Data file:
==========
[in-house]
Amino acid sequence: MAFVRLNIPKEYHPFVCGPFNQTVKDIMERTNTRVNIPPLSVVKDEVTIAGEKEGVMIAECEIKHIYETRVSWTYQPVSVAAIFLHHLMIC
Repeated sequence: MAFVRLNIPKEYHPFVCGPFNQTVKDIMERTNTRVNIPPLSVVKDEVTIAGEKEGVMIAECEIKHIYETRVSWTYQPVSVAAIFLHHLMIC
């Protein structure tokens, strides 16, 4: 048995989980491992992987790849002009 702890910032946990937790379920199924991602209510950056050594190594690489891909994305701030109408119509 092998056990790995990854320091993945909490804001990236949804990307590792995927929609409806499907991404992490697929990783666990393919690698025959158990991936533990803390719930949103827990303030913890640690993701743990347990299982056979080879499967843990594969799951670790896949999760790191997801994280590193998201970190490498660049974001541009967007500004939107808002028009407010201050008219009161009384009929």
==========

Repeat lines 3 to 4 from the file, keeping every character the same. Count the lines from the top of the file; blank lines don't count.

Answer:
Repeated sequence: MAFVRLNIPKEYHPFVCGPFNQTVKDIMERTNTRVNIPPLSVVKDEVTIAGEKEGVMIAECEIKHIYETRVSWTYQPVSVAAIFLHHLMIC
């Protein structure tokens, strides 16, 4: 048995989980491992992987790849002009 702890910032946990937790379920199924991602209510950056050594190594690489891909994305701030109408119509 092998056990790995990854320091993945909490804001990236949804990307590792995927929609409806499907991404992490697929990783666990393919690698025959158990991936533990803390719930949103827990303030913890640690993701743990347990299982056979080879499967843990594969799951670790896949999760790191997801994280590193998201970190490498660049974001541009967007500004939107808002028009407010201050008219009161009384009929």